References

Allport, Alan, and Wylie, Glenn. 2000. “Task Switching, Stimulus Response Bindings, and Negative Priming.” Control of Cognitive Processes: Attention and Performance 18: 3570.Google Scholar
Arrow, Kenneth J. 1963. Social Choice and Individual Values. New Haven, CT: Yale University Press.Google Scholar
Black, Duncan. 1948. “On the Rationale of Group Decision-Making.” Journal of Political Economy 56 (1): 2334.CrossRefGoogle Scholar
Bohman, James. 1997. Deliberative Democracy: Essays on Reason and Politics. Cambridge, MA: MIT press.CrossRefGoogle Scholar
Bramson, Aaron, Grim, Patrick, Singer, Daniel J., Berger, William J., Sack, Graham, Fisher, Steven, Flocken, Carissa, and Holman, Bennett. 2017. “Understanding Polarization: Meanings, Measures, and Model Evaluation.” Philosophy of Science 84 (1): 115159.CrossRefGoogle Scholar
Cook, Wade D. 2006. “Distance-Based and Ad Hoc Consensus Models in Ordinal Preference Ranking.” European Journal of Operational Research 172 (2): 369385.CrossRefGoogle Scholar
Cook, Wade D., and Seiford, Lawrence M.. 1978. “Priority Ranking and Consensus Formation.” Management Science 24 (16): 17211732.CrossRefGoogle Scholar
Dryzek, John S., and List, Christian. 2003. “Social Choice Theory and Deliberative Democracy: A Reconciliation.” British Journal of Political Science 33 (1): 128.CrossRefGoogle Scholar
Duddy, Conal, and Piggins, Ashley. 2012. “A Measure of Distance between Judgment Sets.” Social Choice and Welfare 39 (4): 855867.CrossRefGoogle Scholar
Estlund, David. 1997. Beyond Fairness and Deliberation: The Epistemic Dimension of Democratic Authority. Cambridge, MA: MIT Press.Google Scholar
Farrar, Cynthia, Fishkin, James S., Green, Donald P., List, Christian, Luskin, Robert C., and Paluck, Elizabeth L.. 2010. “Disaggregating Deliberation’s Effects: An Experiment within a Deliberative Poll.” British Journal of Political Science 40 (2): 333347.CrossRefGoogle Scholar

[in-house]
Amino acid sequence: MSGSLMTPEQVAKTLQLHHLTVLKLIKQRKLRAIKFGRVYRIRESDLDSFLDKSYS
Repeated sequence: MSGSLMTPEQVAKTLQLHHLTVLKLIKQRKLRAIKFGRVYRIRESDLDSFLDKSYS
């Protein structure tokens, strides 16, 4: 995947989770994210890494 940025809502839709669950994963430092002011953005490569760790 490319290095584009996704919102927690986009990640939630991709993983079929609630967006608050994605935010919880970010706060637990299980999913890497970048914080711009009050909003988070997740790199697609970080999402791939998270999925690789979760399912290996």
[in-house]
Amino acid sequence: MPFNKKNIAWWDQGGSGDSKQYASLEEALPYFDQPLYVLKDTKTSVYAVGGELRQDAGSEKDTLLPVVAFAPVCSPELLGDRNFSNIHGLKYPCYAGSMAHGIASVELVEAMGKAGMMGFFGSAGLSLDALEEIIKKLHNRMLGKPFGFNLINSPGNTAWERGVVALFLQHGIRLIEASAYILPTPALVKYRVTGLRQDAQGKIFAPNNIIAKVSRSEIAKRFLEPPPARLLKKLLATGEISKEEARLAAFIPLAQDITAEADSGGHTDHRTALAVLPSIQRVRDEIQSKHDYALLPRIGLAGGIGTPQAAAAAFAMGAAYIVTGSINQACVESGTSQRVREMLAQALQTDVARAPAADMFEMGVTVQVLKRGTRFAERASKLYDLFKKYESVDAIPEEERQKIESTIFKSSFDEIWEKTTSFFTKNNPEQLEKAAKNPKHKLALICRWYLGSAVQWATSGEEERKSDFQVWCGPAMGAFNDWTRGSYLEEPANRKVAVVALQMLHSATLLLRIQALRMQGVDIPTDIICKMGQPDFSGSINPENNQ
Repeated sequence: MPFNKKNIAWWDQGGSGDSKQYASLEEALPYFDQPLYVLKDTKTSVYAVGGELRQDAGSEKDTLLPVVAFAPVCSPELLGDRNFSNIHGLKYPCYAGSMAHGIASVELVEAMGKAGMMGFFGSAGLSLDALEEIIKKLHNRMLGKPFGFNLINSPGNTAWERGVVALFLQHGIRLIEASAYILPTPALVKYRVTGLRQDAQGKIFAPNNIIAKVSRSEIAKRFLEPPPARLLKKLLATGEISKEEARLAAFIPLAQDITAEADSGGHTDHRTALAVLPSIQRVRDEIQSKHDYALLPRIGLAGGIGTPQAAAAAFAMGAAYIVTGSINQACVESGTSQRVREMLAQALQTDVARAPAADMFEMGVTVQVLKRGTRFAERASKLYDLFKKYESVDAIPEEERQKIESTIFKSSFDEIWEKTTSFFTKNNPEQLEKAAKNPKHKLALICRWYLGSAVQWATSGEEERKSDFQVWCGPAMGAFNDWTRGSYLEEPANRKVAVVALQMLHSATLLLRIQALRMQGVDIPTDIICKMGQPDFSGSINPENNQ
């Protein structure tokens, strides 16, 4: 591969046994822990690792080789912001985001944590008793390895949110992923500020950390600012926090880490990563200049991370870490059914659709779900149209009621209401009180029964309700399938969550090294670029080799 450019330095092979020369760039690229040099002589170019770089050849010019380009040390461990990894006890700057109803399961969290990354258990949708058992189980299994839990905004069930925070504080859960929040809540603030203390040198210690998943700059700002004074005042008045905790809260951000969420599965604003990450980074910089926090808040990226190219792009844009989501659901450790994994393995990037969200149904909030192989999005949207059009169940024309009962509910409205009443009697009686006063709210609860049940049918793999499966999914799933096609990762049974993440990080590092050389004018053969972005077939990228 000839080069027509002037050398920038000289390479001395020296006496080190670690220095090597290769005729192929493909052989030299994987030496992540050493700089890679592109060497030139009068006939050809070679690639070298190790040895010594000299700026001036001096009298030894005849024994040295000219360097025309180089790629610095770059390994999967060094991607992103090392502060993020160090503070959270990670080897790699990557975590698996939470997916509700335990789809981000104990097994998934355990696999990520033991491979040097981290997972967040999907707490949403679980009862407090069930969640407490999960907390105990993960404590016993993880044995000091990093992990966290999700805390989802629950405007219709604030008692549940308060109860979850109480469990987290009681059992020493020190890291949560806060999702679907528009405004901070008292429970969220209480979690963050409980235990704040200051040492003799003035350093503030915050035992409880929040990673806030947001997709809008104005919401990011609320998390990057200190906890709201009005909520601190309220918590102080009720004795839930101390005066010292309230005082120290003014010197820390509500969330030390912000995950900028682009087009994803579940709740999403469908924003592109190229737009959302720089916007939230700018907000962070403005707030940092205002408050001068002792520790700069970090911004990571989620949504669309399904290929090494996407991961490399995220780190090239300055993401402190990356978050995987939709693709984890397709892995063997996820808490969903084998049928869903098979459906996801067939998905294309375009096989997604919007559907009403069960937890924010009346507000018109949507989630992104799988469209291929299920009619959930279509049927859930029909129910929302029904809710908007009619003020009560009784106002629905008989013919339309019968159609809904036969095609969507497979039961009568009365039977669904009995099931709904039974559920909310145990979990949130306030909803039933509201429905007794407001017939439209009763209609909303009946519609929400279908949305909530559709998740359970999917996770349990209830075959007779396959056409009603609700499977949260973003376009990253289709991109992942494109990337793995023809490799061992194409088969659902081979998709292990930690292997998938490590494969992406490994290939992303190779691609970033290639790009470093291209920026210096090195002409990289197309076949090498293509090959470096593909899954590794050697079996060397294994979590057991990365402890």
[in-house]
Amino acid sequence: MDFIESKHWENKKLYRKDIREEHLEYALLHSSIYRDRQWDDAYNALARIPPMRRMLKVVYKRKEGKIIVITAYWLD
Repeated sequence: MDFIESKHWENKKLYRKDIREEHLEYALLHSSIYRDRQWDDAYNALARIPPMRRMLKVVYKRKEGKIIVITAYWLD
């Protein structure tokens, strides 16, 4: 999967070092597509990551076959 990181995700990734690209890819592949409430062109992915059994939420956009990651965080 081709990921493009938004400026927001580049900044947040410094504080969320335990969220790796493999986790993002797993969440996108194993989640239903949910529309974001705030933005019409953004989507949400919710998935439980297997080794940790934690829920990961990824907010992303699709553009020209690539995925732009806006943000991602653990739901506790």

Feld, Scott L., and Grofman, Bernard. 1992. “Who’s Afraid of the Big Bad Cycle? Evidence from 36 Elections.” Journal of Theoretical Politics 4 (2): 231237.CrossRefGoogle Scholar
Fishburn, Peter C., and Gehrlein, William V.. 1980. “The Paradox of Voting: Effects of Individual Indifference and Intransitivity.” Journal of Public Economics 14 (1): 8394.CrossRefGoogle Scholar
Frigg, Roman, and Hartmann, Stephan. 2020. “Models in Science.” In The Stanford Encyclopedia of Philosophy, ed. Zelta, Edward N.. Stanford. https://plato.stanford.edu/archives/spr2020/entries/models-science/ Google Scholar
Gaertner, Wulf. 2001. Domain Conditions in Social Choice Theory. Cambridge: Cambridge University Press.CrossRefGoogle Scholar
Gehrlein, William V. 2004. “Consistency in Measures of Social Homogeneity: A Connection with Proximity to Single Peaked Preferences.” Quality and Quantity 38 (2): 147171.CrossRefGoogle Scholar
Grüne-Yanoff, Till. 2009. “Learning from Minimal Economic Models.” Erkenntnis 70 (1): 8199.CrossRefGoogle Scholar
Habermas, Jurgen. 1984. The Theory of Communicative Action. Boston: Beacon Press.Google Scholar
Hartmann, Stephan, and Rad, Soroush Rafiee. 2020. “Anchoring in Deliberation.” Erkenntnis 85: 10411069.CrossRefGoogle Scholar